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--.Jöh¡'" Carmartlicn Borough…

ILM/s Inspectors Reports.


Pertrefl Felingwm.

The Education Bill.

---_----------_. A Slander…

Ferry side and District Gossip.

Socrates and Agricultural…


Socrates and Agricultural Depression. And tho persons thus impoverished lurk, I should suppose, in the city, harnessed and armed with stings, —some owing debts and others disfranchised, and others labouring under both misfeirtunes,—hating and plotting against the new owners of their property, and against all who are better off than themselves, and enamoured of revolution." -Repulllic of Plato, book viii. (B. C. 400.) When Socrates had comfortably disposed himself wiihin the porch of the temple of the Old Lady of Threadaeedie-street, and had gathered about him the chief men of the various commissions of Royal appointment, looking to the relief of certain distressed labourers and artizans, he, turning to Agricultor, said; It is thy mission to afford sustenance to man, the fnore freely thou givest such sustenance, the more blessed thou art." "Nay," answered Agricultor, 44 such food as I provide hath become so cheap that I starve while I furnish it." How can that be," asked Socrates, that he who supplies the food starves in its furnishing? For the reason," he replied, that what I raise I keep not, but with it pay my debts." Then," said Socrates, from the fruits of the soil must all debts be paid." And Auierieanus and Australasias and Indicns groaned in concert, Yea, in the sweat of our brows, and the fruit of the soil, must our debts be paid." Socrates looked curiously around at these men for they were outside barbarians, each bearing into the temple a load npon his back. And divers were the contents of their loads but all were from the soil; corn, and cotton, and wool, and all things that a husbandman liath gotten from his work. And they all answered 44 W7e be here to pay our debts. „ I And are tllese taken for debts ?" asked Socrates is there not in this laud brought forth food and raiment Then why do ye bring more ?" And they answered It is to buy gold, for in gold are our debts payable." Then these outside barbarians took up their burdens and went within to the men who held the gold, who were also the men to whom they were in debt. And Amerieanus saith "Hear ye; for a guinea of the gold thou hast, which I mast buy ouly to pay back to thee, give I seven bniohels of wheat." But Indicua pressed forward and said 44 Nay, I must have the gold to pay thee, and will give eight bushela for a guinea." And Australasius likewise offered more of his substance than both the others for he too had debts whereby he was bound to buy the gold to pay it back again. 1< or the debt was owed to him who had the gold. And the chief men of the commissions of Royal ippointment, looking to the relief of distressed labourers and artizans, said, turning to Socrates Let us get hence to a quieter spot. Truly, these outside barbarians do disturb our meditations by their cries, and we must go forth to find tha cause for which we were appointed." And they arose, and went forth, and inspected the lands. And one saith, Fertilizers are costly things." And another saith, "Our labourers desire too much for their wives and daughters." And another saith, It is the tithes." Hut none sought wisdom; each went on unheeding the end. Then Socrates, reviewing the scrolls of time, read therein that hopeless toil breeds despair and despair breeds hate, and hate brings revolution, wherein all values meet destruction. And he said "TllÆsc capitalists apparently do not see their enemies since by their demand for gold alone, only the drone and the beggar multiply in the State!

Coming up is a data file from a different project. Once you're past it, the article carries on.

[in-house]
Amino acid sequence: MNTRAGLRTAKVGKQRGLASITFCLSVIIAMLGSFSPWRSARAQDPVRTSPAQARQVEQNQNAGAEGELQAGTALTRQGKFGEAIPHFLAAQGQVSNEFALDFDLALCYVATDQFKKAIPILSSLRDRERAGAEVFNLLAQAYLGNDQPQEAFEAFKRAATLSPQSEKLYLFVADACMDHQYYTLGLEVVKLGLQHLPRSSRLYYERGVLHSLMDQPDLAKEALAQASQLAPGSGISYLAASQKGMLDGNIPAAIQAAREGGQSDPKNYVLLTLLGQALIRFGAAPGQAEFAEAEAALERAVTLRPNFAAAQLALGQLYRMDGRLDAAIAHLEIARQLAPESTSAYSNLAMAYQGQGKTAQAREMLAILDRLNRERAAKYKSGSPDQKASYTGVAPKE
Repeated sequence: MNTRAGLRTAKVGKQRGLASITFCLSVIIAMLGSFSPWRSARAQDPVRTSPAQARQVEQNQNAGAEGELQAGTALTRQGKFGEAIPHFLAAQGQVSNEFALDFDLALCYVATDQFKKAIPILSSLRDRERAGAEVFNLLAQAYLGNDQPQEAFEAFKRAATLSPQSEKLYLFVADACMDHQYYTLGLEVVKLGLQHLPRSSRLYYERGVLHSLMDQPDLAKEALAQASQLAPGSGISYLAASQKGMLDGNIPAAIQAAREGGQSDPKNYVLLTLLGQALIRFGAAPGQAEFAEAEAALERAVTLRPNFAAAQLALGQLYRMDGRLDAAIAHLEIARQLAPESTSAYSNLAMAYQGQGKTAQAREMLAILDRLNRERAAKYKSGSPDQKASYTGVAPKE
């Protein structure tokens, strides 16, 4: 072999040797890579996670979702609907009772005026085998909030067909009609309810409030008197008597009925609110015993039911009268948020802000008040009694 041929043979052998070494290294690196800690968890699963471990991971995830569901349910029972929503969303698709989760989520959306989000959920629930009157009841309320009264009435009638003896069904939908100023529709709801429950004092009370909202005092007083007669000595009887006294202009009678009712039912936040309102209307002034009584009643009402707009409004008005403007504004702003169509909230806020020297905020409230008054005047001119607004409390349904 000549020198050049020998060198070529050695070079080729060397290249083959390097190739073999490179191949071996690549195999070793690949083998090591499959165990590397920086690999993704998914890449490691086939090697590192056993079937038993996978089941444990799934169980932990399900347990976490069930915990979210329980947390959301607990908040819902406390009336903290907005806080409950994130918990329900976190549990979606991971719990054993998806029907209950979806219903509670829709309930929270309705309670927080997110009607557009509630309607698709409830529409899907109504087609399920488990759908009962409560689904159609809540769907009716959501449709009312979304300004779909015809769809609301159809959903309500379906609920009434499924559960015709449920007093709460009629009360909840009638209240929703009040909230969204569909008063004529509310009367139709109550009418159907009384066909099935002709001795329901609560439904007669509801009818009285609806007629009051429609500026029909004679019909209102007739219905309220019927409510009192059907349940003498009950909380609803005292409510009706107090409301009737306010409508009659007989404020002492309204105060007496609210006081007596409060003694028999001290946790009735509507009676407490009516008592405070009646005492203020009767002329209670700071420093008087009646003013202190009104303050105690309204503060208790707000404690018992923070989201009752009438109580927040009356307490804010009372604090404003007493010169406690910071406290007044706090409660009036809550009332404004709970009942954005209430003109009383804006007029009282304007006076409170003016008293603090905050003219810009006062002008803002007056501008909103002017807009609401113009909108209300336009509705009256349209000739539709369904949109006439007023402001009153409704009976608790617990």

AV H I T L'A LN 1).




I The Deaf h of GJadstoiiiaii…